Being constantly aware of your rearward Tractor Trajectory is very important.

Often, I find that new drivers don’t give tractor trajectory the amount of attention that it deserves.
I recommend that you start to develop an awareness for your tractor’s trajectory on Day 1.

While performing a backing maneuver our main concern is usually what is going on behind us. And for good reason. There is a lot to be focused on. It is very easy to forget about the front of your tractor for short periods of time. Forget about the front of your tractor for just a few seconds, and you could find yourself with a preventable accident.

The featured photo shows one of the most common preventable accidents while backing up a trailer.

While backing up your truck you must be disciplined and check your passenger side mirror and front bumper at frequent intervals.
Forget for just a few seconds at just the wrong time, and you could find yourself with a preventable accident.

Be aware that the front end will “swing” to the sides as you turn the steering wheel. The sharper the turn, the wider the “swing”.

Front end swing
The front end will swing around it’s rear pivot point while backing

You can minimize mistakes by incorporating safe Tractor Trajectory into the Set Up. This involves relying more on the Offset Law to create an offset, instead of manufacturing it with a sharp turn of the steering wheel. It also involves becoming acutely aware of your tractor’s trajectory.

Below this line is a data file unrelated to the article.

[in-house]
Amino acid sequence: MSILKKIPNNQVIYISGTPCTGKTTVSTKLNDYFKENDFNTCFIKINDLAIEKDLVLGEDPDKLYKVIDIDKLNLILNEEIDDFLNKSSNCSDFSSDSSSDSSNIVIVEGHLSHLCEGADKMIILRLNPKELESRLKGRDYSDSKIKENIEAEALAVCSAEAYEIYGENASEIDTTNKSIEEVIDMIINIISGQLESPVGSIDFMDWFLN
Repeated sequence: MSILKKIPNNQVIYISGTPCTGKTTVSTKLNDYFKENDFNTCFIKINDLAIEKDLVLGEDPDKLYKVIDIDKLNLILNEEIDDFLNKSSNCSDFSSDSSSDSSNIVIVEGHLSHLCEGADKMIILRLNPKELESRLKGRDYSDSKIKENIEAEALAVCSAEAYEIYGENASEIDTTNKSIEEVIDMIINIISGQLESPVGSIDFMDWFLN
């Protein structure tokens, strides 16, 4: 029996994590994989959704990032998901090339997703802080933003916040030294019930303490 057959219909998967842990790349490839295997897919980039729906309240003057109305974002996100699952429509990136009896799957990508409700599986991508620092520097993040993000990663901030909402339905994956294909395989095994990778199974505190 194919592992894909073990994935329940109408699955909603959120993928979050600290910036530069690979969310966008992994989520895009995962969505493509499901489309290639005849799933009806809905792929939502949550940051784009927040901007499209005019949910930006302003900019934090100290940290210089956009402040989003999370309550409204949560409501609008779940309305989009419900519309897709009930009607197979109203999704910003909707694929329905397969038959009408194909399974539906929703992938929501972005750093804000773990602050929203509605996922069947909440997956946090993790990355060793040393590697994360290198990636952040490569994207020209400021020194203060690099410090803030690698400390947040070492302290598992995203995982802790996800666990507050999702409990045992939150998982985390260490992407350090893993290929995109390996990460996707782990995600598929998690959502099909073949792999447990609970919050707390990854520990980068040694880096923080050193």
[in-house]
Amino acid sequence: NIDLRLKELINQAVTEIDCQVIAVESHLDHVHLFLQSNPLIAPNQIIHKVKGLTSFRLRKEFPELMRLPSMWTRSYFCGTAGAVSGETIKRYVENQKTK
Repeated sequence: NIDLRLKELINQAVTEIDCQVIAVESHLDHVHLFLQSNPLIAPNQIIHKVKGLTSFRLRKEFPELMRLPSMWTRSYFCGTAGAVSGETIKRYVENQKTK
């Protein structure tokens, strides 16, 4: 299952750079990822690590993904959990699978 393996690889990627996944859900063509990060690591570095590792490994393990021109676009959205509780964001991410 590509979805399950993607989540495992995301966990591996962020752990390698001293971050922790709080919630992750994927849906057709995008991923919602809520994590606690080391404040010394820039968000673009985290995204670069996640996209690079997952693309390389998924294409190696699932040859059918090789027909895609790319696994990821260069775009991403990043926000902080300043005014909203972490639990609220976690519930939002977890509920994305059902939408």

A safe Tractor Trajectory is one where the tractor is moving parallel to or away from the Danger Zone.

alley dock set up
Set up with tandems on an acceptable path towards a Tire Target

Where is the Danger Zone?

Anytime you complete a Set Up with an offset between the tractor and the trailer and start backing up, you will have to be aware of the Danger Zone. Everything along the entire passenger side of the vehicle should be considered to be at risk. Especially, while performing a 90 degree, or an Alley dock backing maneuver from a narrow street.